Editorial: Tech colleges uniquely positioned to address unemployment

May 12, 2014

From journaltimes.com: “Labor shortage looming” — We’ve advocated in this space for greater support from the Legislature for Wisconsin’s technical college system. Technical colleges are uniquely positioned to address the persistently high unemployment in the state’s urban areas, including Racine; they can address the shortage of qualified workers for manufacturing jobs, aka the skills gap. They also provide opportunity for people who want a job, or a better job, and know that a four-year college isn’t the right choice for them.

A May 5 report by the Gannett Wisconsin Media Investigative Team underlines this point: There is a looming labor shortage in the Badger State, meaning we need to get moving on increasing the number of young, skilled workers.

One of the biggest reasons is the retirement of the baby boomers, those born between 1945 and the mid-1960s. State demographers say the number of residents age 65 or older will more than double by 2040, rising from 14 percent of the state population to 24 percent.

In that time, the state’s population will increase 14 percent to about 6.5 million, but the working-age population (ages 20-64) will be essentially unchanged, dropping a quarter of a percent. This means that for every retiring worker, there is less than one young person entering the labor force. In other words, a labor shortage.

Job numbers have historically mirrored changes in the working-age population, so a stagnant pool of workers means Wisconsin is expected to see virtually no job growth through 2040, according to a report from the Wisconsin Taxpayers Alliance.

“Employers really haven’t experienced labor shortages to the degree that we’re expecting,” said Jeff Sachse, an economist with the state Department of Workforce Development. “The labor force is essentially going to be flat, and basically what we’re going to see is an employer base that’s going to struggle to find a sufficient amount of workers to remain in operation, much less to expand.”

This is unlike the Great Recession and its aftermath, during which employers weren’t hiring at all, or saw far more applicants than job openings. What Sachse is describing is lengthy periods of Help Wanted signs in windows because employers have openings but not qualified applicants.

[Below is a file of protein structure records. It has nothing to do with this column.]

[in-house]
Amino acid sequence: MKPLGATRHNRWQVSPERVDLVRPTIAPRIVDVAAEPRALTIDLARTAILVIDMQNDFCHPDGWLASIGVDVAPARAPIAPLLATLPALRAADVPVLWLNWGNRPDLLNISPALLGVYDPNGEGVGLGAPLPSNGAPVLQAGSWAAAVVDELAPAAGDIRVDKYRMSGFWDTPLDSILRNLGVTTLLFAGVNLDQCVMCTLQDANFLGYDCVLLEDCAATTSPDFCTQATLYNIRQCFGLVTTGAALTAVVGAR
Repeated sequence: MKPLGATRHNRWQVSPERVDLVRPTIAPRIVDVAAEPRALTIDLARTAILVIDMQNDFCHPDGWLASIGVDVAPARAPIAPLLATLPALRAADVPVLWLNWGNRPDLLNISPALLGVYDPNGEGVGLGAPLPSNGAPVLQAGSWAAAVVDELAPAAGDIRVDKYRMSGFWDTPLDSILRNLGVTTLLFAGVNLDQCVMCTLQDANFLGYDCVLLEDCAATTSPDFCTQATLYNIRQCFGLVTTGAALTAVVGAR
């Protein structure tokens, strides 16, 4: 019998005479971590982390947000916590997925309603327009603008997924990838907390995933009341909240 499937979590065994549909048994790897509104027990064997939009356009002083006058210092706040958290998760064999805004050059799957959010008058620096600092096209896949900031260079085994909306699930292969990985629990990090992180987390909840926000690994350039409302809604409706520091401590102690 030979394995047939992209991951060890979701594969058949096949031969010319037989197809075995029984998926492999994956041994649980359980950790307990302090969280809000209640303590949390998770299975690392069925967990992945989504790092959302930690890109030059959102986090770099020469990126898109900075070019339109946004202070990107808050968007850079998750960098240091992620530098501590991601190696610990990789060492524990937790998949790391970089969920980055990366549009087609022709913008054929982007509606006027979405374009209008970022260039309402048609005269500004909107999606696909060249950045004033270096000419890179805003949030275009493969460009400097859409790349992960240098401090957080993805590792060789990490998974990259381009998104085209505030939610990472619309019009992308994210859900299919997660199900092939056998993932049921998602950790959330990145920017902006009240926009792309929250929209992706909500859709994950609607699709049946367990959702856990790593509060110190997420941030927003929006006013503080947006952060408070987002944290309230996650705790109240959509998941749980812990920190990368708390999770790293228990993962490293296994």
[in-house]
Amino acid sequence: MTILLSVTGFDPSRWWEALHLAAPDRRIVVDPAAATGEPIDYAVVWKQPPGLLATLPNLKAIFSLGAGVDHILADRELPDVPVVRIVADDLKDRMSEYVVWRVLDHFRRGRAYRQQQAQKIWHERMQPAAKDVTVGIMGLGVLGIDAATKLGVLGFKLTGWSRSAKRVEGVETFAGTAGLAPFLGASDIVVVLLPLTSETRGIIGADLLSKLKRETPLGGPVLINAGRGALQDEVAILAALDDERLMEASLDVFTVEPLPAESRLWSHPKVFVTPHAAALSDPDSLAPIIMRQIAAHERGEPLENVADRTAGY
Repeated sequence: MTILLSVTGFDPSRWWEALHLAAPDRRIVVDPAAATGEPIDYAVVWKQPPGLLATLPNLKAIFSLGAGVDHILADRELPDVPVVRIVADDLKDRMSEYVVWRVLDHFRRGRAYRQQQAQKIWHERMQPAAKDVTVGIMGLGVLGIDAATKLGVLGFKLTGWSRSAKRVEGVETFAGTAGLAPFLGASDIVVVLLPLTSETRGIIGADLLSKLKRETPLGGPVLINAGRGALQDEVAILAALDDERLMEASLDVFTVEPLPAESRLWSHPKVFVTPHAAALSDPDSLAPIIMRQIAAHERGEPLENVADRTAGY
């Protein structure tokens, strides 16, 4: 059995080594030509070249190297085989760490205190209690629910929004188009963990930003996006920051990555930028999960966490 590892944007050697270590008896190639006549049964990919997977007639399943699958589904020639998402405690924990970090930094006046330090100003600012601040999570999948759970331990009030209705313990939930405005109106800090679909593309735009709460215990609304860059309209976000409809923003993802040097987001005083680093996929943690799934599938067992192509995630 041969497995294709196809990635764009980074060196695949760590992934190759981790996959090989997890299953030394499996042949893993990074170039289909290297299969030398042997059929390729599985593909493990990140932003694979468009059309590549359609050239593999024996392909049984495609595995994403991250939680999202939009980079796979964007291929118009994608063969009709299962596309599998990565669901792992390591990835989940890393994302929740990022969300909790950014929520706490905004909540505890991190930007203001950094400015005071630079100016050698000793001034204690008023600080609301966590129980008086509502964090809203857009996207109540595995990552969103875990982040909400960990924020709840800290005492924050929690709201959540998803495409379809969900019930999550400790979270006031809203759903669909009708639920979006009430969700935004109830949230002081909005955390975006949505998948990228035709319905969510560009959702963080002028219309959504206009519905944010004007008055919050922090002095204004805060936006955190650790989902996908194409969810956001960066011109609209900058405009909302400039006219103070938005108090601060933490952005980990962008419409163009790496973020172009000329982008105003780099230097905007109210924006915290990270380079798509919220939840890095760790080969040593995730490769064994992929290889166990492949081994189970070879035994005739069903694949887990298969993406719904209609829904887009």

The jobs are going to be out there. But they’re also going to require people willing to help themselves to a better life, people like Tykia Norris.

As detailed in an April 27 Journal Times report, Norris, 33, wanted to do better for herself than the $9.50 an hour she was making as a certified nursing assistant.

“They say money brings problems, but not having any brings more,” said Norris, who has a 14-year-old son.

She entered a construction training program through Racine’s Human Capital Development Corp., which runs First Choice Pre-Apprenticeship. The nonprofit trains people for construction jobs such as preparing them to work on the Interstate 94 project.

About 122 of the program’s 475 graduates have reported getting jobs in construction. Norris is one of them, and she’s now making more than $25 an hour.

Tykia Norris learned that it takes a desire to do better, to help yourself — individual initiative, in other words — to address your personal skills gap. But the combination of the skills gap and Wisconsin’s looming labor shortage is about to become everybody’s problem. Let’s get to work on that.

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